Further, there is no factual or intuitive basis upon which to treat vacancies in new projects differently from those in existing projects. Of course, the numbers of vacancies differ and to the extent that any prior practices skewed the makeup of tenant populations, inclusion of transfer applicants could to a degree perpetrate such prior practices. However, if the parties were in agreement that only new applicants were to tenant new projects as an exception to the practice relating to vacancies of existing projects, it would have been easy to so provide.

Therefore, use of transfer applicants in tenanting new projects is not prohibited under Section IX of the TSAP and NYCHA's motion for clarification is granted.

  III. Annual Canvasses of Applicants and Tenants are Not Prohibited Under the TSAP

The TSAP provides for canvassing in the following three circumstances. First, in an apparent effort to clean up project-based waiting lists, the Project Managers are required to review their Projects' waiting lists annually by canvassing all applicants and inter-project transfers, but excluding intra-project transfers. TSAP § VII(A) at 25. Second, under the TSAP's Project Outreach section, a Project Manager is permitted to canvass a neighboring project's applications waiting list, provided that both the borrowing and neighboring projects' tenant bodies are not more than 30% White. TSAP § VIII(A) at 28-30. Third, under the Applications Outreach section of the TSAP, if a project has failed to attract enough applicants through Project Outreach, the Department of Applications will poll the computer data base and subsequently canvass the appropriate applicants on that borough's waiting list.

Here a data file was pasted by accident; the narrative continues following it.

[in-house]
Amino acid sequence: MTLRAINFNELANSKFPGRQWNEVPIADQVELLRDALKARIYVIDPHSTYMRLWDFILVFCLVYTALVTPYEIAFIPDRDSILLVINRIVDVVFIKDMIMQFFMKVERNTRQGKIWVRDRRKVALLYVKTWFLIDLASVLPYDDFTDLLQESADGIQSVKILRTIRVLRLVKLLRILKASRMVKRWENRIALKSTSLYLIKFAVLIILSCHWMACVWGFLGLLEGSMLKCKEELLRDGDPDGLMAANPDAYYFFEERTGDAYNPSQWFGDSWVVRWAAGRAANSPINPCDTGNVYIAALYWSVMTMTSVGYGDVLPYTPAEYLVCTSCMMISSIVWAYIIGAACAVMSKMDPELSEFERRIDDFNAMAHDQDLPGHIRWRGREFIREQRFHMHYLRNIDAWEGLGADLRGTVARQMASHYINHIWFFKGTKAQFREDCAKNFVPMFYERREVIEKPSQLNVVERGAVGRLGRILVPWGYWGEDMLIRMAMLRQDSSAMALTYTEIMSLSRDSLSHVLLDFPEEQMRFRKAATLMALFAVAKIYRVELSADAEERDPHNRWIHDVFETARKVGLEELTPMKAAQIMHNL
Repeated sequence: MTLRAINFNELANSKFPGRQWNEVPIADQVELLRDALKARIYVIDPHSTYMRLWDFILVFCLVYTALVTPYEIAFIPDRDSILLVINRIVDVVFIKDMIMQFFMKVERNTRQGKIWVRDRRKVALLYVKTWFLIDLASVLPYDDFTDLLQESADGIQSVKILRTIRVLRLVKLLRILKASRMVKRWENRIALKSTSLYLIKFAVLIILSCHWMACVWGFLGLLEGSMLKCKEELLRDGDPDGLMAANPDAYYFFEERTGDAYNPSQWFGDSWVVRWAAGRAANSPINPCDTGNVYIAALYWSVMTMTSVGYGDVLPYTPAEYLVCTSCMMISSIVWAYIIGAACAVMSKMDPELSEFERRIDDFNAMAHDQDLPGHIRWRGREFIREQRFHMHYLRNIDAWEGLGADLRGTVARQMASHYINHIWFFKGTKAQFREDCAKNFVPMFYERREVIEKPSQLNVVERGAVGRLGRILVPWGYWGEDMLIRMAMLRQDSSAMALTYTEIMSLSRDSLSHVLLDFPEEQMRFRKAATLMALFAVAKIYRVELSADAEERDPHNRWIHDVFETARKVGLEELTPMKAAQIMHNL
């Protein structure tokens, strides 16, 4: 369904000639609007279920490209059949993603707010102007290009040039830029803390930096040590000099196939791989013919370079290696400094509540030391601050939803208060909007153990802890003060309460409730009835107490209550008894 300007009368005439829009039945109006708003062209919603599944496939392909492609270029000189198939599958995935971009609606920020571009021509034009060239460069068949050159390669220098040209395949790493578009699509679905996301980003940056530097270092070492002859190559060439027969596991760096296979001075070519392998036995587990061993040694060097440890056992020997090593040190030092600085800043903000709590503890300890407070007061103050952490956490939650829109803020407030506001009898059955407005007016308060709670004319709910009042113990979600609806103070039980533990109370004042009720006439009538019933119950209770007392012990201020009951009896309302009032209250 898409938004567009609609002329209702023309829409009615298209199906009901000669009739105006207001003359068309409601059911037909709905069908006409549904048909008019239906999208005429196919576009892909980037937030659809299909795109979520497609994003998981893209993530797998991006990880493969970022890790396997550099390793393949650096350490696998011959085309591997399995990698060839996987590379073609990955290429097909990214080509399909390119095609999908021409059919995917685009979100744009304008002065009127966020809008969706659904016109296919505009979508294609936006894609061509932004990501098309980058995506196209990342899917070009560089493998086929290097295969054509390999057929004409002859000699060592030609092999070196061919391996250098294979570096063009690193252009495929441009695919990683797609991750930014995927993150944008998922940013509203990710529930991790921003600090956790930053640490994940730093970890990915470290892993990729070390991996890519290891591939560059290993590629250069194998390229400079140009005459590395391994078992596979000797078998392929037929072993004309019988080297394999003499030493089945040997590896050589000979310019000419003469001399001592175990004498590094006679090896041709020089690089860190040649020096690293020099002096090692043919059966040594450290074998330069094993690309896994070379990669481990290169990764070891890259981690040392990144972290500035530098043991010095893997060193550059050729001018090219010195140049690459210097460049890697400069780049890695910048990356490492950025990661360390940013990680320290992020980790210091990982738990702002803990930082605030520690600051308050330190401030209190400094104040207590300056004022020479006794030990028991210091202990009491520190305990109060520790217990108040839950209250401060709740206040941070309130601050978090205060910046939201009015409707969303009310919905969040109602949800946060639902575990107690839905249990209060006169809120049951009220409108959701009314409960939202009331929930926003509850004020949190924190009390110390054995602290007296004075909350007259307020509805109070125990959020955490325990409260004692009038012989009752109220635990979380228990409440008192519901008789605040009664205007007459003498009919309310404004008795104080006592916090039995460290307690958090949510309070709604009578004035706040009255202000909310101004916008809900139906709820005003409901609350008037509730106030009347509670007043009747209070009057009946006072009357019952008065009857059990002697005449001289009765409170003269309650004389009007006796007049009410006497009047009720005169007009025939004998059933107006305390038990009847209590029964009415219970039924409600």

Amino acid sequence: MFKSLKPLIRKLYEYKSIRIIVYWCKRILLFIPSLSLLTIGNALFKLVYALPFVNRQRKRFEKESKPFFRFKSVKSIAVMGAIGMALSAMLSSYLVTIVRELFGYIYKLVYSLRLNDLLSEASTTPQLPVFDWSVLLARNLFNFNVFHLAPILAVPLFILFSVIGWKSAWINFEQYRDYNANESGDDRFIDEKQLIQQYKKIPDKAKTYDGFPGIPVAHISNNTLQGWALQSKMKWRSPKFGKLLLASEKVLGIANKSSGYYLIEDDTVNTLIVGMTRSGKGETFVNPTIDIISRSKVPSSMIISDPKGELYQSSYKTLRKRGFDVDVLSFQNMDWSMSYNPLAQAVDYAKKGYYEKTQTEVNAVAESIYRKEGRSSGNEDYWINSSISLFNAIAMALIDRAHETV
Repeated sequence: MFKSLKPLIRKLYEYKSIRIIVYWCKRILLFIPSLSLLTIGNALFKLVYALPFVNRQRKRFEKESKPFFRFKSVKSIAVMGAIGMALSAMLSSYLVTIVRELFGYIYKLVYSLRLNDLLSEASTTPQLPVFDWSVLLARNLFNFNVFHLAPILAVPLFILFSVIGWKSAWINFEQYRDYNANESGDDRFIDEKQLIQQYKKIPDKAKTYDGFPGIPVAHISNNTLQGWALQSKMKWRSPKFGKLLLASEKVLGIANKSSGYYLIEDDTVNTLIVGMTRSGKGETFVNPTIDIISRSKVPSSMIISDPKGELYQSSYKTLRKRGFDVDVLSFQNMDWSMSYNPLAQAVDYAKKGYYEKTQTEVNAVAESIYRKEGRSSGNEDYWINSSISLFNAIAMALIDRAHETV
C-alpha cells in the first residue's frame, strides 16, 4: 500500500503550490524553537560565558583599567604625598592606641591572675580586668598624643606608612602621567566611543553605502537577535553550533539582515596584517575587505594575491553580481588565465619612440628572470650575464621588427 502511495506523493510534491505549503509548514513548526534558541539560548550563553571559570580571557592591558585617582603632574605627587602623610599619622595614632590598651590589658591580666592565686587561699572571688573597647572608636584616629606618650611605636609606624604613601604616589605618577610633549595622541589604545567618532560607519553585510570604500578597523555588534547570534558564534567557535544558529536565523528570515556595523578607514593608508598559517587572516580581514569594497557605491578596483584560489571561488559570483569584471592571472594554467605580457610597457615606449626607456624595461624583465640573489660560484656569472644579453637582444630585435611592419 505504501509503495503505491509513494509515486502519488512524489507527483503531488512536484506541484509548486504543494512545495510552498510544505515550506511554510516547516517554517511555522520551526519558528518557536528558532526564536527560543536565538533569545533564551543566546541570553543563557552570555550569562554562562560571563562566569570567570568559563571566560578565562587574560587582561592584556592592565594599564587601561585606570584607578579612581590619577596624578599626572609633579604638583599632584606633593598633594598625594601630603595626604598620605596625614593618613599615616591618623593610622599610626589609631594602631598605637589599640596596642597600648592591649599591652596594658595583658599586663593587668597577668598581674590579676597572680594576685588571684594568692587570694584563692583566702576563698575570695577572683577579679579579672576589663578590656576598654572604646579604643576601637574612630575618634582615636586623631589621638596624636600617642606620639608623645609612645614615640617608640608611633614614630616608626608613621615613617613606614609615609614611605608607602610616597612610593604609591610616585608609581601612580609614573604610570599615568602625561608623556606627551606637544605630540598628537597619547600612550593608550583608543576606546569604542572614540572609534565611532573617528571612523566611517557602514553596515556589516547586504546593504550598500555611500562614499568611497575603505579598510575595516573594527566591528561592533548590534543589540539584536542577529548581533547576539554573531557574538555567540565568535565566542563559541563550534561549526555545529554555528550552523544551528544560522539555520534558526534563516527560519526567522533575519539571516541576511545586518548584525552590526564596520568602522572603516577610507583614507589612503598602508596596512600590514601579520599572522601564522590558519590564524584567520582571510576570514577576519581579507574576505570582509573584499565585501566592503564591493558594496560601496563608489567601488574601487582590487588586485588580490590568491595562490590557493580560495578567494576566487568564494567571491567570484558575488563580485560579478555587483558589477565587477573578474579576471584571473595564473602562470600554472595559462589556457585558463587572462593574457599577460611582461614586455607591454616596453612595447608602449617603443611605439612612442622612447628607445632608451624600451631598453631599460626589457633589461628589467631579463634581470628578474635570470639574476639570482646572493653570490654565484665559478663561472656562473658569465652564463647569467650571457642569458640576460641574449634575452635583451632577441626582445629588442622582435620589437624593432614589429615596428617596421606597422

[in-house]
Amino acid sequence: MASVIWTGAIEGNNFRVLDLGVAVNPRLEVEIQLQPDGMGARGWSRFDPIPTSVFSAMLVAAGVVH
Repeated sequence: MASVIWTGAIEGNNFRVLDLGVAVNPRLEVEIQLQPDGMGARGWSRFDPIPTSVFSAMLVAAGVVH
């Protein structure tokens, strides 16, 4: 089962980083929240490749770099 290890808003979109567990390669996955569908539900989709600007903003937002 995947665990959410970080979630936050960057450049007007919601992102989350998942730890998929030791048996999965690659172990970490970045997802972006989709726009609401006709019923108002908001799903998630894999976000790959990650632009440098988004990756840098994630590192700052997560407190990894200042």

Although the July 13, 1993 canvass, initiated pursuant to General Memorandum 3468, does not clearly fall into any of these three TSAP provided canvass methods, it is not inconsistent with the three methods outlined above. According to NYCHA, the early completion of Berry Street forced them to expedite the implementation of a unified list so that the project could be rented-up from a unified list consistent with the TSAP and, as a result, the July 13 canvass was necessary in order to prepare such a unified waiting list. Graziano Aff. at ¶ 3.[16]

According to the Plaintiffs, NYCHA's canvassing procedure described in General Memorandum 3468 is not authorized in connection with the permitted for the rent-up of new projects and, in addition, is discriminatory.[17] The Plaintiffs have not set forth a viable method for creating a unified list for tenanting new projects other than simply tenanting the projects with new applicants only an option not contemplated by the plain language of the TSAP. In order to develop a unified list for the Berry Street project it seems necessary to use some form of canvass to locate prospective tenants, including both new applicants and transfers.